From her new office at West Virginia University, Feinberg fumes.
“It’s been known for years that injecting drugs was a risk for HIV,” she said. “This is exactly why I tried to put in syringe services.”
What’s the threat?
If HIV is left untreated, people can develop AIDS, which causes a range of opportunistic infections and death. Once someone is diagnosed, it’s imperative they take medication as directed to stay healthy.
It’s also urgent, say health officials, for those infected to avoid spreading the virus to others.
HIV can be transmitted through blood, semen, pre-seminal fluid, rectal fluids, vaginal fluids and breast milk. The virus also can be spread through shared injection equipment that has traces of blood left on it.
Treatment isn’t as hard to get or go through as it was in the 1980s or ’90s, experts say, but for this particular group – injection drug users – it’s not necessarily a cinch.
“Continued substance use and mental health issues, which tend to go hand-in-hand, are the main reasons that people with HIV do not get their virus under control,” Feinberg explained.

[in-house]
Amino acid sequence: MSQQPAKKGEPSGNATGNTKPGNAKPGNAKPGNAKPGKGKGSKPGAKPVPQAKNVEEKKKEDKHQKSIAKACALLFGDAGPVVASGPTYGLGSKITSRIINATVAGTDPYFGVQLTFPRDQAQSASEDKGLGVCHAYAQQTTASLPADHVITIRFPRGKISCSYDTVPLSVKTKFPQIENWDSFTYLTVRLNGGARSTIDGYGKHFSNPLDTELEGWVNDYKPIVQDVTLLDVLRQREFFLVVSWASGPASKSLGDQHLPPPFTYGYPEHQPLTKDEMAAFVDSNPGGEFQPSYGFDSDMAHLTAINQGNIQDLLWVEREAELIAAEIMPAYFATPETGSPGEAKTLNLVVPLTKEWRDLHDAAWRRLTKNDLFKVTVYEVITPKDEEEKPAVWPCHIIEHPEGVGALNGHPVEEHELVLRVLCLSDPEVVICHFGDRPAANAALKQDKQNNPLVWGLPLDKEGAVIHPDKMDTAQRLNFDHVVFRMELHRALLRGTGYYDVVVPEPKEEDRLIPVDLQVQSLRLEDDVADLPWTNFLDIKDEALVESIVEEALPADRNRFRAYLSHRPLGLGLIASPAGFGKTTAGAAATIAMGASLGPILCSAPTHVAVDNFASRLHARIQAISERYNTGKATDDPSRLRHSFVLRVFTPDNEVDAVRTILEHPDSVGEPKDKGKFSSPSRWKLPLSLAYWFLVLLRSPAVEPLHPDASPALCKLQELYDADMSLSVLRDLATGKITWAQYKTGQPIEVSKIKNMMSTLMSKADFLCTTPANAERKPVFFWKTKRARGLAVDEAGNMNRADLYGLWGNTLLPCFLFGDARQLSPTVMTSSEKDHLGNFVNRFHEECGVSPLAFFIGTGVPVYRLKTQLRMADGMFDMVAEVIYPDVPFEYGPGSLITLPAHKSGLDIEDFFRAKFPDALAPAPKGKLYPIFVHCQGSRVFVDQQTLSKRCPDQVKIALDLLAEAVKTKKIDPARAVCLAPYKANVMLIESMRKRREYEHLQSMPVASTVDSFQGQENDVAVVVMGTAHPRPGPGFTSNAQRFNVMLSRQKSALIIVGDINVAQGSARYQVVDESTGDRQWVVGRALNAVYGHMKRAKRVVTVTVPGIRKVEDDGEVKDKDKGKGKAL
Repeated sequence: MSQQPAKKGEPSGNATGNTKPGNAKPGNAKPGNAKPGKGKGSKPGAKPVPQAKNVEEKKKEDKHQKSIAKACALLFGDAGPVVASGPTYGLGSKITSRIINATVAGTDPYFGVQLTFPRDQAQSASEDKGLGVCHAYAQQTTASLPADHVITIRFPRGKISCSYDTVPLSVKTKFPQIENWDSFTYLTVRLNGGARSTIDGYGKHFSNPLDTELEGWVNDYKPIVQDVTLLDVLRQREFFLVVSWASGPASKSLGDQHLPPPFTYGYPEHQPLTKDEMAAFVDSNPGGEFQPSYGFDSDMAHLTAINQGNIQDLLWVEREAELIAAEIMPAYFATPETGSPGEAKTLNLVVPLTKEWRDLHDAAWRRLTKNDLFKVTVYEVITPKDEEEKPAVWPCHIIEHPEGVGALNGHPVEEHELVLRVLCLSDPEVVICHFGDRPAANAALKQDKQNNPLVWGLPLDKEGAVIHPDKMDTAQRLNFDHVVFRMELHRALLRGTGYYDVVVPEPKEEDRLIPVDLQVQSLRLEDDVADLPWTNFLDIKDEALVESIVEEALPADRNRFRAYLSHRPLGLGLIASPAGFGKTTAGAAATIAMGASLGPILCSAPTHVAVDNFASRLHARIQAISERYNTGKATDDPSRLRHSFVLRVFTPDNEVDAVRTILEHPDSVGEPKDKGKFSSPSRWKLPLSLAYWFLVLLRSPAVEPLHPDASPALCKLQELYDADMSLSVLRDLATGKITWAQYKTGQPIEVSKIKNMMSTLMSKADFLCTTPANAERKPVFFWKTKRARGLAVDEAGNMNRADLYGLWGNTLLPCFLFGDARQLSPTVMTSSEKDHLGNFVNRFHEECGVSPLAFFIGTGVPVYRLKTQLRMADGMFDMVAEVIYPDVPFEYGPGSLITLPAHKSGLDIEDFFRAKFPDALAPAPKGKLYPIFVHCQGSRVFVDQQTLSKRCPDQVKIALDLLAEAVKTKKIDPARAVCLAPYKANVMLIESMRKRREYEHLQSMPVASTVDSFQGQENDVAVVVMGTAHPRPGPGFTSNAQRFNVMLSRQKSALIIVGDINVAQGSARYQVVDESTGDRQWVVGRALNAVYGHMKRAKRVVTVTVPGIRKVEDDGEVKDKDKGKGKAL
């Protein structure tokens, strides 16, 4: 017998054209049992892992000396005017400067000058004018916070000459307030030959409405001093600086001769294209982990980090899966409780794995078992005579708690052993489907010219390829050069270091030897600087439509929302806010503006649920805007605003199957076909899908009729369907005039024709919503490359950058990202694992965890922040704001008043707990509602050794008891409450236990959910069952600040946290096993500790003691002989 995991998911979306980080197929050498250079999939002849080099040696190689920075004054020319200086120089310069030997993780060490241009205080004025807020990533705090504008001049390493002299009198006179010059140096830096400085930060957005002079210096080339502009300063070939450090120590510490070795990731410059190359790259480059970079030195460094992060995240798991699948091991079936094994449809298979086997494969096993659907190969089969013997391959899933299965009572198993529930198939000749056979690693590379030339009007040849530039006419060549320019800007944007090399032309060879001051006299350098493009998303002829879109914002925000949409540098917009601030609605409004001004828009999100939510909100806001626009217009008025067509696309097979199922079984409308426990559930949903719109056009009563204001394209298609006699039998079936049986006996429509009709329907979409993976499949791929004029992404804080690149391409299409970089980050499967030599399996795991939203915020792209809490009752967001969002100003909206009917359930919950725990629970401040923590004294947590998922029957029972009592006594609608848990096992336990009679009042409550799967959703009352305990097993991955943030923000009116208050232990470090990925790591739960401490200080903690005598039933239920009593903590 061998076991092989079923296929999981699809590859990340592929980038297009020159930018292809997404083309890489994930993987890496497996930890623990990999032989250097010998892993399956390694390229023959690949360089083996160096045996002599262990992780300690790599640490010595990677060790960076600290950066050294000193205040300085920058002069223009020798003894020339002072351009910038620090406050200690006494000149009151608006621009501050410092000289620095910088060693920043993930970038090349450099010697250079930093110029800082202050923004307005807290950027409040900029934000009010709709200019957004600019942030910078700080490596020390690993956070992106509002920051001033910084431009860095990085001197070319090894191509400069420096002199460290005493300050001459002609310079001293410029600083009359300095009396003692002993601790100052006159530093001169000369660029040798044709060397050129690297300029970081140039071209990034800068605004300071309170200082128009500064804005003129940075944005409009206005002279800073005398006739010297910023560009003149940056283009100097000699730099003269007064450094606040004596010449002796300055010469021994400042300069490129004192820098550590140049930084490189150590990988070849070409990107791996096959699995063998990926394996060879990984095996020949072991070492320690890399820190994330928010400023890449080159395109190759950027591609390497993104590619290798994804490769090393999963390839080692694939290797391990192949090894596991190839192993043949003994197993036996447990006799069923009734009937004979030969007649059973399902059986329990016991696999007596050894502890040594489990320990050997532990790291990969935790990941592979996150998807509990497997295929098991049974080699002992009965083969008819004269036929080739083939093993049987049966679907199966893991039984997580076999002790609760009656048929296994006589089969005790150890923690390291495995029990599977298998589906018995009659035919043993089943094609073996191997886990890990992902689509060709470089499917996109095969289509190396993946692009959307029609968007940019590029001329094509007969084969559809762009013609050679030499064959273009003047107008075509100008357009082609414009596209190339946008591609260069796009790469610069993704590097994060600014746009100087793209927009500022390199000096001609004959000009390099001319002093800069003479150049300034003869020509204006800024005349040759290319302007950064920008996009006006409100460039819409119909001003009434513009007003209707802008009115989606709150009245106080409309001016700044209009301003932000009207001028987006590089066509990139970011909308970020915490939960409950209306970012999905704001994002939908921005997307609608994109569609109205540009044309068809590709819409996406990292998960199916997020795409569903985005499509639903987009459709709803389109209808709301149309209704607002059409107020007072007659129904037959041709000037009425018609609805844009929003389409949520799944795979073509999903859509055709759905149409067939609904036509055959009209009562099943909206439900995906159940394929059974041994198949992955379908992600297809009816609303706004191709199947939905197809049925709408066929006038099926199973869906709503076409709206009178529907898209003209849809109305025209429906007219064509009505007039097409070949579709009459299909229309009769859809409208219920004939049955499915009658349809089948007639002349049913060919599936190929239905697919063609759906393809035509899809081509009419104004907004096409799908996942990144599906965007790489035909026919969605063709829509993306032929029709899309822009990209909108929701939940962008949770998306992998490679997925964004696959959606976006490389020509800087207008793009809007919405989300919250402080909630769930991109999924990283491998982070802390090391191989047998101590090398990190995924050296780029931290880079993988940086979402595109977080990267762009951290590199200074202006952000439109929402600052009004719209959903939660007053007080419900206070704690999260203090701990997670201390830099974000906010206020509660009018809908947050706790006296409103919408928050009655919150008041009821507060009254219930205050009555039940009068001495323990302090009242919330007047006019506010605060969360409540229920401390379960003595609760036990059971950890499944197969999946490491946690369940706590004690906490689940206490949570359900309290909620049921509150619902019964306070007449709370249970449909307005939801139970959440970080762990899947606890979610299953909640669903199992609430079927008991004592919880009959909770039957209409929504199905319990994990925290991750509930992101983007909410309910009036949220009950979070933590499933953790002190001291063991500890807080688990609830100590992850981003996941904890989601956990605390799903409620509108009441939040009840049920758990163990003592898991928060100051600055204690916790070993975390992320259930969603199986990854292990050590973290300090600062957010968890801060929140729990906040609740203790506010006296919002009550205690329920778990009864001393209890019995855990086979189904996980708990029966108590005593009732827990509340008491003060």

“So they have progressive disease, suffer more, cost the health system more money for hospitalizations that could have been avoided,” she said. “And continue to be infectious to others.”
HIV medications have improved dramatically. Most people take a pill a day. That helps them stay healthier and prevents others from getting the virus.
Life expectancy for people successfully treated for HIV is almost normal, experts say.
But living with the disease is not normal, say some who have HIV.
Living with HIV
That includes Ron Ward of Middletown.
He went through six years of addiction, begun after he and his wife and kids were left homeless after the Great Miami River flood in 2004 destroyed their five-bedroom Cape Cod.
“I failed my family. I failed my kids,” he said.
Ward used drugs to escape his pain. Eventually, he injected meth, and the whole thing culminated in 2010 when someone shot him up with heroin.
Finally, Ward said no more. He went in for detox.